Tuesday, March 14, 2006 1:27PM - 1:39PM |
H27.00012: POP-ART: thermodynamically correct activated event sampling in complex materials M.V. Chubynsky, Henk Vocks, Normand Mousseau, G.T. Barkema Dynamics of complex systems with a rugged energy landscape can be represented as a sequence of rare activated events during which the system jumps between different potential energy minima. The activation-relaxation technique (ART) [1] is an efficient method of sampling such events; however, because of an unknown bias in selecting these events it cannot easily provide thermodynamical information. We present a modification of ART, the properly obeying probability ART (POP-ART) [2]. POP-ART combines short molecular dynamics runs with ART-like activated moves, with an additional accept/reject step designed to satisfy detailed balance and thus reproduce correct thermodynamics. Both correctness and efficiency of the method have been tested using a variety of systems. We mention briefly some ways of extending the approach to obtain correct dynamics as well.\\ \noindent [1] G.T. Barkema and N. Mousseau, Phys. Rev. Lett. 77, 4358 (1996)\\ \noindent [2] H. Vocks, M.V. Chubynsky, G.T. Barkema and N. Mousseau, J. Chem. Phys., accepted [Preview Abstract] |
Tuesday, March 14, 2006 1:39PM - 1:51PM |
H27.00013: Microstructural Effects in a Fully-Resolved Simulation of 1,024 Sedimenting Spheres Lorenzo Botto, Zhongzhen Zhang, Andrea Prosperetti The results of a fully-resolved simulation of 1,024 particles settling under gravity in a periodic domain are described and analyzed. The particle volume fraction is about 13\% and the single-particle terminal Reynolds number about 10. Single and two-particle diffusivities are explored in the vertical and horizontal directions and their values related to the anisotropy of the system. Examination of the microstructure reveals that that the formation of nearly-horizontal particle pairs is an important phenomenon affecting the mean settling velocity as well as the velocity fluctuations. [Preview Abstract] |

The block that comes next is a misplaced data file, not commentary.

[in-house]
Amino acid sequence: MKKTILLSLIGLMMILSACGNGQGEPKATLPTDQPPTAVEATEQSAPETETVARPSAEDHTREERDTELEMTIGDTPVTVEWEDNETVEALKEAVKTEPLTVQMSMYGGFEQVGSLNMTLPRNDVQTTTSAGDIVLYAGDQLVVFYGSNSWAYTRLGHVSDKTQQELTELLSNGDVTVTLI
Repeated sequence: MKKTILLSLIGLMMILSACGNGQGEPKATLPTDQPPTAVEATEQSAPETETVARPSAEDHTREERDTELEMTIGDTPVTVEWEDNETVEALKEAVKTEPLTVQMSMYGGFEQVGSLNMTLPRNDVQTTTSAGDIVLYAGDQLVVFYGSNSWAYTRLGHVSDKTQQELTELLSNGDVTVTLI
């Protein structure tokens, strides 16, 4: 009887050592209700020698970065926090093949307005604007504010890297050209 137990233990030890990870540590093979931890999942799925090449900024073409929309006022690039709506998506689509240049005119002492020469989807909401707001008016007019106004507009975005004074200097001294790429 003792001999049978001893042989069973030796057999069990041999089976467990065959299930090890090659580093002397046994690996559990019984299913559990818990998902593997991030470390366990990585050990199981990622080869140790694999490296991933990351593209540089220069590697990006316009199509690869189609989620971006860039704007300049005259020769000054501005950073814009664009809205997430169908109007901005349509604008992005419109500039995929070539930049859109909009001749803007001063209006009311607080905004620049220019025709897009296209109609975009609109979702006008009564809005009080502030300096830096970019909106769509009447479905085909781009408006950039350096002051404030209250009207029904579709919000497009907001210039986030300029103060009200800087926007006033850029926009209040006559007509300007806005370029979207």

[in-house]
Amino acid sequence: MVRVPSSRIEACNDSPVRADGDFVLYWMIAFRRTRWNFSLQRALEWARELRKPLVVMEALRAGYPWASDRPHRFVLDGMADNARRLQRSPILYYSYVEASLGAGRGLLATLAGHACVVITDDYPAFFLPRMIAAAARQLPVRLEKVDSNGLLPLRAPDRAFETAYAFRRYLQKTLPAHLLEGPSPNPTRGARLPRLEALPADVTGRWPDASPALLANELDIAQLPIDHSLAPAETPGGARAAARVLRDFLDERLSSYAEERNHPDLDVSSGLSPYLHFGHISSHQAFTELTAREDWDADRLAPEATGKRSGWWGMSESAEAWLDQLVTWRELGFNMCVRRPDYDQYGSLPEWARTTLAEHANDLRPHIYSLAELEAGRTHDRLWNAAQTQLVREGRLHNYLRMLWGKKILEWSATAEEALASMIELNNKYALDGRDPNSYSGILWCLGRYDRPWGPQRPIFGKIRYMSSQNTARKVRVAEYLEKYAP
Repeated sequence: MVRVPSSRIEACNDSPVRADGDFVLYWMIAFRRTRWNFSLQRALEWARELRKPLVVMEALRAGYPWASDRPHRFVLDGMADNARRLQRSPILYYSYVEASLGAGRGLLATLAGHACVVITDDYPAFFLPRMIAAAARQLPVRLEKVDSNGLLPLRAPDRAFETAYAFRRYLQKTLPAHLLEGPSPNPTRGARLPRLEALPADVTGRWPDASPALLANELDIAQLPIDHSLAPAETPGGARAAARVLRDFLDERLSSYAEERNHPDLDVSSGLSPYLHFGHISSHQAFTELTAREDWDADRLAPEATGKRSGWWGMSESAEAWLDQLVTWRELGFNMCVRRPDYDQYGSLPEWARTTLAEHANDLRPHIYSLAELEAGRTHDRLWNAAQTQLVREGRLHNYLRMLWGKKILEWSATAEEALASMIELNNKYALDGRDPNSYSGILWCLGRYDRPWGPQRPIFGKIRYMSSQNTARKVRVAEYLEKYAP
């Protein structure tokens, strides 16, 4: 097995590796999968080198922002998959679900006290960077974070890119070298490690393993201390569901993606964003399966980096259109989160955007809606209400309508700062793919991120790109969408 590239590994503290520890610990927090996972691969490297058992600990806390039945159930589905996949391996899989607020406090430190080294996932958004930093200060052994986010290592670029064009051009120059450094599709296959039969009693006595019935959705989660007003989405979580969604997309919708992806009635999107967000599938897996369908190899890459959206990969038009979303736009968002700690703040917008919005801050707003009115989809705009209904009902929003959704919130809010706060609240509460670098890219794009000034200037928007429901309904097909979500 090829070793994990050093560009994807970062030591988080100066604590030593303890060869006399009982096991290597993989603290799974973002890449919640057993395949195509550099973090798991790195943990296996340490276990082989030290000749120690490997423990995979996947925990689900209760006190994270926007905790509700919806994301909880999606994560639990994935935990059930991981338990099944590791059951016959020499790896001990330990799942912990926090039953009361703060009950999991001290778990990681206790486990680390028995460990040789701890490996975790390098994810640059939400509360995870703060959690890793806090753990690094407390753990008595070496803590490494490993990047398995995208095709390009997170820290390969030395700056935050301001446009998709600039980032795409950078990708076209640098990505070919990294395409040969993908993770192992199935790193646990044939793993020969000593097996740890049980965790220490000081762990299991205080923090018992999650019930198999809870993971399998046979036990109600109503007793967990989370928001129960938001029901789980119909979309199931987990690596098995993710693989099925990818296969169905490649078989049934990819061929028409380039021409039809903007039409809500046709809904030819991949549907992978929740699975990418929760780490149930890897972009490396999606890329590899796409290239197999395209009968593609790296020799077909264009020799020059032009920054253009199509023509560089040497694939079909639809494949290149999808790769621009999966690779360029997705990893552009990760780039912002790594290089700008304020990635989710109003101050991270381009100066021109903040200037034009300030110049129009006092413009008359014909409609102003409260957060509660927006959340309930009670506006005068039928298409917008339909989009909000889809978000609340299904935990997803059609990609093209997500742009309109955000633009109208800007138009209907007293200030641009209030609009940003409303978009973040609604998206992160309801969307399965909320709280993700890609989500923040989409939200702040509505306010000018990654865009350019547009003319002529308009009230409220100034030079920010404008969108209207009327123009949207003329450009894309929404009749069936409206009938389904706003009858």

Tuesday, March 14, 2006 1:51PM - 2:03PM |
H27.00014: Information-Based Examination of Variable Hierarchy in Radiation Detection Kim Ferris, Bobbie-Jo Webb-Robertson, Dumont Jones Of considerable importance in the development of a general program of information-based materials design is the manner in which materials data are stored, retrieved and analyzed. In the area of radiation detection materials, the variable spaces tend to be large and property measurements (and computations) of candidate materials are not abundant. Moreover, measurements and calculations of the same nominal quantity (e.g. bandgap) are typically based on differing and incompletely defined environments, and may not be directly comparable. The identification of parameter degeneracies, reduced spaces and transferability within the information hierarchy have become critical issues for the development of effective structure mappings for making inferences on these systems. As the initial framework for a materials-informatics approach to radiation detection materials, we have explored the use of both supervised (Support Vector Machines( SVM); Linear Discriminant(LDA)) and unsupervised (Principal Component (PCA)) learning methods for the development of structural signature models. Application of these methods yields complementary results, both of which are necessary to reduce parameter space and variable degeneracy. Using a crystal structure classification test, nonlinear SVM significantly increases predictive performance, suggesting trade-offs between smaller descriptor spaces and simpler linear models. [Preview Abstract] |